The clash Friday evening unfolded after at least 1,000 people tried to swarm the statue in a failed attempt to topple it following a rally in support of Black and Indigenous people. Police said 18 officers were injured and at least 12 people were arrested during the clash. Four protesters were also hurt during the confrontation, which led local elected officials and activists to condemn the officers’ tactics.
“We unequivocally condemn Mayor Lori Lightfoot’s decision to send the Chicago police to beat, arrest, and terrorize the demonstrators and journalists gathered in Grant Park tonight,” a group of elected officials said in a statement released late Friday.
The statement was signed by several members of the City Council, including Alderwoman Jeanette Taylor and Alderwoman Rossana Rodriguez Sanchez, and two members of the Legislature — state Rep. Delia Ramirez and state Sen. Robert Peters.
Lightfoot said Saturday that she “will always fight for the rights of individuals to peacefully protest on any issue” but noted that “a portion of the protesters turned violent” during Friday’s protest.
“A number of individuals came with frozen water bottles, rocks, bottles, cans and other gear to throw at officers. People in the crowd also threw fireworks and other incendiary devices at police, causing injury in several cases. These violent acts are unacceptable and put everyone at risk,” she said in a statement.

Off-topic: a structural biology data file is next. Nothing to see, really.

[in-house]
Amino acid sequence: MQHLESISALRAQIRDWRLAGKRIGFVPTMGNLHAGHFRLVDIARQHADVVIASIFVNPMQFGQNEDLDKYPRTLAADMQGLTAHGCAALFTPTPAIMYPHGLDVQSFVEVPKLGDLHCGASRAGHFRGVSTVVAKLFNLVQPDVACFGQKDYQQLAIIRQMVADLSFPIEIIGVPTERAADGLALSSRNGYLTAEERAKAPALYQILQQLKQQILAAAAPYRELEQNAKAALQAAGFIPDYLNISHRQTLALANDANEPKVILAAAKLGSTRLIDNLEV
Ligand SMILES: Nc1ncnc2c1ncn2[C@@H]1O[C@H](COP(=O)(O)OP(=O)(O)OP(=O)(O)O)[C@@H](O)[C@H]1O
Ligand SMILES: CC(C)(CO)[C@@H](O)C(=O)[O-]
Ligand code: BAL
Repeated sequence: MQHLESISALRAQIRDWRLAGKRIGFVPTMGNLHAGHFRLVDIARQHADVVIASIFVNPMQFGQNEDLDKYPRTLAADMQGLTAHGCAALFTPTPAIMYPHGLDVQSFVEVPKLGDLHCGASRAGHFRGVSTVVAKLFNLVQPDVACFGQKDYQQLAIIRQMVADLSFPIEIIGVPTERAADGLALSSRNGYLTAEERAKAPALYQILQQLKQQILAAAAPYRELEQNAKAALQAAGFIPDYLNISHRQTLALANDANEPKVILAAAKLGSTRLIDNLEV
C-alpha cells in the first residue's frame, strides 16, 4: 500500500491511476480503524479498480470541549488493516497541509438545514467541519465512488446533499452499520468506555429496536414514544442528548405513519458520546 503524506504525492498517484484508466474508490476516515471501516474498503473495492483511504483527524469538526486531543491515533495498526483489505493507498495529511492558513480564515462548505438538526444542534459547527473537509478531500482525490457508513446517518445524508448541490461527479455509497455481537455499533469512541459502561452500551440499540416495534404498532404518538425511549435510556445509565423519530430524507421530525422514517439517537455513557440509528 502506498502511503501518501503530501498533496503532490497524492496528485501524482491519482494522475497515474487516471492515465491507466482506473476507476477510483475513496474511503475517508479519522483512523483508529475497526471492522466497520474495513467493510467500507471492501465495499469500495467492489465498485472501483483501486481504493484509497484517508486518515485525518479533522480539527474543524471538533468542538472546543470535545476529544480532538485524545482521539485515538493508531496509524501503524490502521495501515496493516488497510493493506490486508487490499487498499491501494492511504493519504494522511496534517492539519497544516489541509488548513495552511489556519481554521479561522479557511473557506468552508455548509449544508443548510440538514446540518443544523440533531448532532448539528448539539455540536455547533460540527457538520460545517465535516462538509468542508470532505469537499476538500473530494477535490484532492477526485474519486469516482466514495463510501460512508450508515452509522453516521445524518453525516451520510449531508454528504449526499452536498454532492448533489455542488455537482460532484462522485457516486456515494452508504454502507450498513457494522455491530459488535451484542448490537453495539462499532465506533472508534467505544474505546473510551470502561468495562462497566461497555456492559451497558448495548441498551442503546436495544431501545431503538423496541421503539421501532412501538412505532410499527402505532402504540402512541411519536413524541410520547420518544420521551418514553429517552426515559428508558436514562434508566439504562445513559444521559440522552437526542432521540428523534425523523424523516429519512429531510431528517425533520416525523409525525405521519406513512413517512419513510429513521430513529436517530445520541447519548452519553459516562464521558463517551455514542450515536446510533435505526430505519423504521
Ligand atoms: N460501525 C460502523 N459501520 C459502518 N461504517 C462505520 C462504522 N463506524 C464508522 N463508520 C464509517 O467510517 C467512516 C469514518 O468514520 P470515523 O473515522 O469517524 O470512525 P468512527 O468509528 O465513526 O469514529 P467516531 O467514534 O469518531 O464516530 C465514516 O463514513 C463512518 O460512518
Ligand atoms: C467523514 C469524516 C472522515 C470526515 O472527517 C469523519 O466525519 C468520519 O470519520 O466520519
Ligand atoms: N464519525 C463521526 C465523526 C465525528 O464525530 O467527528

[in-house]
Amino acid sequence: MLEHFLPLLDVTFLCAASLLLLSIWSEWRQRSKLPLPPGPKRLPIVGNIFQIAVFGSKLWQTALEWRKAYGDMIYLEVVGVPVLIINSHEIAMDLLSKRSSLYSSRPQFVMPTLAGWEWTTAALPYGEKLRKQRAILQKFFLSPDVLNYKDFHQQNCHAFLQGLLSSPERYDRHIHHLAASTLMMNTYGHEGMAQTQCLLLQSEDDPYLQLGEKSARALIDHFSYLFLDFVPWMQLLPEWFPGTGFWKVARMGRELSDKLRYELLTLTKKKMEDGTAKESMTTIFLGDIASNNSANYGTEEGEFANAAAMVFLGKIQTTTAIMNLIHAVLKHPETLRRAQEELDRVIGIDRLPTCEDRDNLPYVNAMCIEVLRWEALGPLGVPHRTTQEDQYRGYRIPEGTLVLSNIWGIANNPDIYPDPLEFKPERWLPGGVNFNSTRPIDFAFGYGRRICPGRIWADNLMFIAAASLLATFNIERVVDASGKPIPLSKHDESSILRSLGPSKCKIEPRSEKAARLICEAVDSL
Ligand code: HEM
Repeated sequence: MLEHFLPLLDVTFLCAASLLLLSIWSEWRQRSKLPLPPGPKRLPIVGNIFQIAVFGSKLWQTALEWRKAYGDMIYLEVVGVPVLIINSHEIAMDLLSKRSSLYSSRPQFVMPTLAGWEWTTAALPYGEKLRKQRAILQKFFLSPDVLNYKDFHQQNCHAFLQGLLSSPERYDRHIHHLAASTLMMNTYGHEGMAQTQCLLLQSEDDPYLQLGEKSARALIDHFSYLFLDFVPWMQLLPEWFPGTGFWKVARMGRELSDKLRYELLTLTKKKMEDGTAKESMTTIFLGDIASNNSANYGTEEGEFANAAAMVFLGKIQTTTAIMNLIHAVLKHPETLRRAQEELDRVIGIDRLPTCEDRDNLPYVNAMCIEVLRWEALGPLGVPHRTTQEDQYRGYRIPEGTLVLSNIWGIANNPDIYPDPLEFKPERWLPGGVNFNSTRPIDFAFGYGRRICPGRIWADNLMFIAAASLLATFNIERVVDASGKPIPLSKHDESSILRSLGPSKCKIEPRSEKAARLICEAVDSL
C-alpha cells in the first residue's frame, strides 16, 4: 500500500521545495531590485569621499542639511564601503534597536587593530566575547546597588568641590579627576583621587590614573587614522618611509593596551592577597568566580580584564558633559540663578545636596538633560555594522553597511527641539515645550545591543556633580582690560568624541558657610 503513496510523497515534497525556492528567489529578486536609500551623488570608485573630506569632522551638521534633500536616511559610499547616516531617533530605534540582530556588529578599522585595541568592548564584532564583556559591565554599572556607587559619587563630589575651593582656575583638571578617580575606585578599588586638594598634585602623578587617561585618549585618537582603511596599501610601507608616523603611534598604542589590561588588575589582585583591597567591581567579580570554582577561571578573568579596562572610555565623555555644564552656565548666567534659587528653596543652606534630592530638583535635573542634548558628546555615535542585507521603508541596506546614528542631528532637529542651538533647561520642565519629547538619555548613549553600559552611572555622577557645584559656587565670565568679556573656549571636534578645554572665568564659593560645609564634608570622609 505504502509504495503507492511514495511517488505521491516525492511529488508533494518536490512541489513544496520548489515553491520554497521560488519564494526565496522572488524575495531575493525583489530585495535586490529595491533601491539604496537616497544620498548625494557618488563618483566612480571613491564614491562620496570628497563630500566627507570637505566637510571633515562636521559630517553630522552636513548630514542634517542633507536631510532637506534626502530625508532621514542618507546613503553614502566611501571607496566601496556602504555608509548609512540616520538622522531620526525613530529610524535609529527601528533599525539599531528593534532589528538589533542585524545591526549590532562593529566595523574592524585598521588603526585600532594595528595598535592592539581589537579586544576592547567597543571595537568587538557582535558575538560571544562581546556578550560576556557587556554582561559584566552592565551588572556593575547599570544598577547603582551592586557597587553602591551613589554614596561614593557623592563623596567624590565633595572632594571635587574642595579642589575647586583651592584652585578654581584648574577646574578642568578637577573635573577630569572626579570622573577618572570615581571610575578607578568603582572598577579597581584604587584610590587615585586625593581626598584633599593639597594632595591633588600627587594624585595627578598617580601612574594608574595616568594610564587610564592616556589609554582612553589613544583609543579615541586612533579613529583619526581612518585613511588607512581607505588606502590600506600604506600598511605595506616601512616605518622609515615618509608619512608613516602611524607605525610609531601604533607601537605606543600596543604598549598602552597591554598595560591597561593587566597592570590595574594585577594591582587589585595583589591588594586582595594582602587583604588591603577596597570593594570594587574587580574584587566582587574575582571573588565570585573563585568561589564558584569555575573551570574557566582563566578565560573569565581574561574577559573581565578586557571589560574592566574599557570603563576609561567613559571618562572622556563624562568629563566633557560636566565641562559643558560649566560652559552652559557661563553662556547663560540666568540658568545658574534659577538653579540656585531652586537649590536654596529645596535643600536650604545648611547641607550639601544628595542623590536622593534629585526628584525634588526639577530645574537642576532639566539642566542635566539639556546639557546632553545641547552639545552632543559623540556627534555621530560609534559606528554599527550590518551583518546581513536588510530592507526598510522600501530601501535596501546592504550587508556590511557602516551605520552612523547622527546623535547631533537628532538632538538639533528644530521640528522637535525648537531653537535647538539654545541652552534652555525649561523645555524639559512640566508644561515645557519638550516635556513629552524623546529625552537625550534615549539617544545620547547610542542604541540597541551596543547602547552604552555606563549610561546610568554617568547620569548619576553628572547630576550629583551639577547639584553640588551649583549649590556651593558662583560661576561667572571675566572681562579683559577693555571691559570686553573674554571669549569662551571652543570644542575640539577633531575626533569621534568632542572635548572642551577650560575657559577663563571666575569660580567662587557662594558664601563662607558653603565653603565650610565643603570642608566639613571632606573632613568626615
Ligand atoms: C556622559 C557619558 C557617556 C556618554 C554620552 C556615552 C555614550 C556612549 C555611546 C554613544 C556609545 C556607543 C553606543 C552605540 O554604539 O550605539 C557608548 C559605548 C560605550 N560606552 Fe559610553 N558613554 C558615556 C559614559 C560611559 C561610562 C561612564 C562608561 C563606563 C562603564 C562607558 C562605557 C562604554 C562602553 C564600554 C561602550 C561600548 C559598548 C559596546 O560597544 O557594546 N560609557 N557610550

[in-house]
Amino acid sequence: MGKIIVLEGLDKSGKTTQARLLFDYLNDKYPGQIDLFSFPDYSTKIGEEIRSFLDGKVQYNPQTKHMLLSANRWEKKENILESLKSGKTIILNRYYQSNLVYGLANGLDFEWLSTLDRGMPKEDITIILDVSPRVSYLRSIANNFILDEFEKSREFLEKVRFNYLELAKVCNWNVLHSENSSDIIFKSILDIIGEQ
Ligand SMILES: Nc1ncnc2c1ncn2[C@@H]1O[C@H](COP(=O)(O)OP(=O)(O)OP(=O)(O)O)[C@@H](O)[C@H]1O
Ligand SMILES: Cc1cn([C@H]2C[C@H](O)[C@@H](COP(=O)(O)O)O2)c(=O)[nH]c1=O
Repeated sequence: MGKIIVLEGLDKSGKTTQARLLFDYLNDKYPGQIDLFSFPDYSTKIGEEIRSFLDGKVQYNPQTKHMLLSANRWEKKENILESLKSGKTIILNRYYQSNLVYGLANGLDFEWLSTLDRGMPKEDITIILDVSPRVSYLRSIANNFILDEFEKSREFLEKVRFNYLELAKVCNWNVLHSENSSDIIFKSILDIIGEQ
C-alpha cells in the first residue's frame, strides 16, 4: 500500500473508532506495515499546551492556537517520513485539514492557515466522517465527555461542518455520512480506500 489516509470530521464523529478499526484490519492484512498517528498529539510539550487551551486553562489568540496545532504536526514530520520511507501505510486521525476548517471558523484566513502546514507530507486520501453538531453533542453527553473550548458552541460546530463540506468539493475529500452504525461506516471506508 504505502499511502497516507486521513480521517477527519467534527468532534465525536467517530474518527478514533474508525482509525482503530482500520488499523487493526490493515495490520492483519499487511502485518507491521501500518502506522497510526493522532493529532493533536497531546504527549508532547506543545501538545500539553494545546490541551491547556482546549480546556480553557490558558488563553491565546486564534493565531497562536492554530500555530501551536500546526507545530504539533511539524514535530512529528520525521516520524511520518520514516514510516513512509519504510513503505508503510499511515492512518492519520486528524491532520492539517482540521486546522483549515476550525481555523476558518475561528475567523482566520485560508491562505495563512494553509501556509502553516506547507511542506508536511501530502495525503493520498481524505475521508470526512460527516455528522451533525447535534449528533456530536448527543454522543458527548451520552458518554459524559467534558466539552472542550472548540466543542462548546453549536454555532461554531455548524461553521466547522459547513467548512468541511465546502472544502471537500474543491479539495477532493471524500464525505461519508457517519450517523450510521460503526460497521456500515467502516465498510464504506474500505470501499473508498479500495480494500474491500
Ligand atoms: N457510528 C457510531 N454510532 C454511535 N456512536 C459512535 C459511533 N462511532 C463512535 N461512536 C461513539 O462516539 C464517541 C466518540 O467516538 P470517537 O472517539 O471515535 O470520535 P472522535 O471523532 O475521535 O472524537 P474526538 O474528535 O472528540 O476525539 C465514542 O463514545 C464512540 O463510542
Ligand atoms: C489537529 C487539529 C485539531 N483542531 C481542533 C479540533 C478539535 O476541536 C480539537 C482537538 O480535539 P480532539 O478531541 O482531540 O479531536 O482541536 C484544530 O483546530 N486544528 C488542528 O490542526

The mayor said reports of excessive force by officers during their response to the protest “are also unacceptable” and urged anyone who believes they were mistreated by police to file a complaint with the city’s Civilian Office of Police Accountability, or by dialing 311.
Local news site Block Club Chicago reported that one protester, an 18-year-old woman, had several of her front teeth knocked out when an officer punched her. It also shared a video of that assault and a photo of the woman's bloodied mouth and missing teeth. It identified her as Miracle Boyd, a member of the anti-gun violence group GoodKids MadCity.
The police department said in a statement that officers assembled in the park as the protesters converged there and were “providing security and protecting their First Amendment right to peacefully assemble." It said that as demonstrators approached the statue “some members of the crowd turned on the police and used the protest to attack officers with fireworks, rocks, frozen bottles, and other objects."
Amika Tendaji, an organizer for the protest, during which artists tagged the statue with slogans including “Decolonize Chicago” and “Black Lives Matter,” decried the officers’ use of force to protect a statue.
“I think the people of Chicago and the world have proven that they are over police brutalizing people,” she said. “They’re over police murder, they’re over police terrorism, so the people are going to keep fighting.”
The Columbus statue in Grant Park and another in the city's Little Italy neighborhood were also vandalized last month. Protesters across the county have called for the removal of statues of Columbus, saying that the Italian explorer is responsible for the genocide and exploitation of native peoples in the Americas.
Statues of Columbus have also been toppled or vandalized in cities such as Miami; Richmond, Virginia; St. Paul, Minnesota; and Boston, where one was decapitated.